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Fall 2010

Volume 39
Number 2

Campus Climates for Women



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From Diplomas to Doctorates
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From Diplomas to Doctorates: The Success of Black Women in Higher Education and Its Implications for Equal Educational Opportunities for All, edited by V. Barbara Bush, Crystal Renée Chambers, and MaryBeth Walpole (Stylus Publishing 2009, $24.95 paperback)

This new collection of essays explores the educational experiences of black women as they navigate the pipeline from high school through doctoral education. In their introduction, the editors note that while black women’s participation in higher education has increased significantly over the past several decades, much work remains to improve the campus climate so these students can fully participate in and contribute to the higher education enterprise. With that observation in mind, the editors set out to illuminate the experiences that oppress and sustain black women as they pursue their degrees. Their hope is to “present a research perspective that promotes strengthening the academic pipeline, not only to help those who may have felt disenfranchised in the past, but also to promote more globally defined collective self-interests” (2–3).

While interdisciplinary in focus, the volume draws heavily from social science approaches, with multiple studies based on interviews of women at various points in the pipeline. The resulting findings are not, as a rule, often expressed in quantitative terms (although statistics are sprinkled throughout the volume). But they nonetheless succeed in giving voice to the individuals whose multidimensional experiences constitute black women’s success. The collection is thus particularly effective in illustrating the lived experiences that contribute to or undermine that success, and it illuminates where changes in higher education’s culture might be beneficial.



Interdisciplinarity and Social Justice

Interdisciplinarity and Social Justice: Revisioning Academic Accountability, edited by Joe Parker, Ranu Samantrai, and Mary Romero (State University of New York Press 2010, $24.95 paperback)

Many interdisciplinary fields—including women’s studies, ethnic studies, and cultural studies—have long embraced social justice goals. With this new collection of essays, editors Parker, Samantrai, and Romero set out to interrogate those connections. Breaking selections into three categories—“Critiques of Disciplinarity,” “Critiques of Interdisciplinary Fields,” and “Interdisciplinary Claims to Social Justice”—the editors map a multilayered investigation of the interplay between disciplines, social justice, and the bridging promise of interdisciplinary studies. But as implied by the third section’s ambivalent title, the volume draws few clear conclusions—a result that seems wholly appropriate to its mercurial subject.

Despite this indeterminacy, the collection accomplishes several significant things. By focusing its critique on the recent proliferation of interdisciplinary work, and by questioning assumptions about academic inquiry and activist utility, it challenges readers to seek (if not ultimately find) ways to reconcile pedagogy and praxis. As Lisa Lowe hints in her essay on the “metaphors of globalization,” these quests are particularly important in a world whose future is unseen and uncertain. And as Ranu Samantrai concludes in the Afterword, if the “tension” “between activism and scholarship” is “irreconcilable,” that may be for the best: Samantrai suggests that research and activism might finally pursue shared goals “by keeping a suspicious eye on each other” (360). As a manifestation of such a “suspicious eye,” this volume is worth consideration.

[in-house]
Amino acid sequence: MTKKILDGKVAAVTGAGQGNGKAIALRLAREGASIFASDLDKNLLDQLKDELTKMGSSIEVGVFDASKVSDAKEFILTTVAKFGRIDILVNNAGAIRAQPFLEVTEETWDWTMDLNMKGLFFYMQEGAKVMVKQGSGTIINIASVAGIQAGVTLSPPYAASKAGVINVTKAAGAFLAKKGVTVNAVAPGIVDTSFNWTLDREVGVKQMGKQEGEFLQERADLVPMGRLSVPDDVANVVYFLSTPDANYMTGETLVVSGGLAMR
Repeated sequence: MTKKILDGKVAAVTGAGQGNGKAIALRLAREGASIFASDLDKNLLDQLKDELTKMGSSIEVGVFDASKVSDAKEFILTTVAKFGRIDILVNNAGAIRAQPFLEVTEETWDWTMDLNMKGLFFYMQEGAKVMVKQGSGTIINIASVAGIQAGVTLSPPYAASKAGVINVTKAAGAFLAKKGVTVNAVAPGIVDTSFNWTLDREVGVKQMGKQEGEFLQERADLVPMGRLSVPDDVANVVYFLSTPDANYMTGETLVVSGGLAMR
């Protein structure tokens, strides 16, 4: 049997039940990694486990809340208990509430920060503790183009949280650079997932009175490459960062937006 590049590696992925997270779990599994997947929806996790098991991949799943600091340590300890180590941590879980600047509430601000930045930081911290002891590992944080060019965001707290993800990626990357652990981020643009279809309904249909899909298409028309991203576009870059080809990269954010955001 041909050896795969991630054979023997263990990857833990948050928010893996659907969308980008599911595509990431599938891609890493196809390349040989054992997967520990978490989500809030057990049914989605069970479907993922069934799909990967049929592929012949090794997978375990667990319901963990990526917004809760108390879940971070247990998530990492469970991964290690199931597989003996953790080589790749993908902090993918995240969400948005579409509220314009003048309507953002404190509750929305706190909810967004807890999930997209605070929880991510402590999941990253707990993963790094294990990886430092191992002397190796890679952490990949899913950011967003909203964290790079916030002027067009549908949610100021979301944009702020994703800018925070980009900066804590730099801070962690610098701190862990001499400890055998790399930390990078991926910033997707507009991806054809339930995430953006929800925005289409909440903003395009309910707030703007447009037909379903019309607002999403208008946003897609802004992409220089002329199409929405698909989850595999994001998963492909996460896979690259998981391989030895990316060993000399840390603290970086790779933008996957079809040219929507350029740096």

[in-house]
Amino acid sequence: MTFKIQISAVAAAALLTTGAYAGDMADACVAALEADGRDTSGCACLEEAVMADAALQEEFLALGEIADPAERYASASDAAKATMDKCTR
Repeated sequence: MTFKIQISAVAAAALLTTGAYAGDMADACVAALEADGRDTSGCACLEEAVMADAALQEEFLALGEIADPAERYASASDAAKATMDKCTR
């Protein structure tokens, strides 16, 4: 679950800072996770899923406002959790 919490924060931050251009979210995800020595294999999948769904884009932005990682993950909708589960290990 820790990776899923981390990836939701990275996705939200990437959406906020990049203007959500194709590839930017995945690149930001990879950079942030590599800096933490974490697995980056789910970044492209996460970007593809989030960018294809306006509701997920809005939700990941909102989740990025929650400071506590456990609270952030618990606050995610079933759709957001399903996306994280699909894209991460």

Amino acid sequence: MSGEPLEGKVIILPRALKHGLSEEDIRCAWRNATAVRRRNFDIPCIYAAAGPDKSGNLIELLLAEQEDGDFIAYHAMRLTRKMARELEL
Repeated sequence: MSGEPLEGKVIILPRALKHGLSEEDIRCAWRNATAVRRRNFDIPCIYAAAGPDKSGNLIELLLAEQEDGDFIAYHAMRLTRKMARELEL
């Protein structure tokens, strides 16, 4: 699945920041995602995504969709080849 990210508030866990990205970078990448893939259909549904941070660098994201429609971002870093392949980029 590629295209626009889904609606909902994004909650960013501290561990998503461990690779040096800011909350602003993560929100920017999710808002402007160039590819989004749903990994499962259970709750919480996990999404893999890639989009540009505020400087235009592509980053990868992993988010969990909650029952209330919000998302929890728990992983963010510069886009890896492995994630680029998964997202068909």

Feminist Activism in Academia


Feminist Activism in Academia: Essays on Personal, Political and Professional Change, edited by Ellen C. Mayock and Domnica Radulescu (McFarland and Company 2010, $55 paperback)

The essays in this collection explore the tensions between feminist commitments and the institutional spaces that both support and confine them. What does it mean for a feminist educator to work in an institution whose values may directly conflict with her own? How can feminist educators confront and subvert the cultural norms that often devalue their contributions yet also confer their status as scholars? Should a commitment to encouraging students to consider multiple perspectives require educators to entertain views they find abhorrent? Drawing heavily from the writing of radical feminist educators working in politically conservative contexts, the anthology addresses these questions and others while exploring the sources of dissatisfaction that affect many feminists in the academy.

The volume is a powerful testament to how chilly the climate in higher education remains for feminist educators, at least in some institutions. It provides a space for authors to voice frustrations that they may necessarily silence in other contexts, and their reflections on the topics at hand are theoretically informed and solidly constructed. But reader, be warned: the editors’ beliefs about certain topics are clear from their selection of essays, and readers hoping to encounter a balanced debate of feminism and reproductive rights, for example, should look elsewhere. Feminist educators frustrated with conflicts between their personal values and the values of the institutions in which they work will, however, find this collection a refreshing and righteous read.


 
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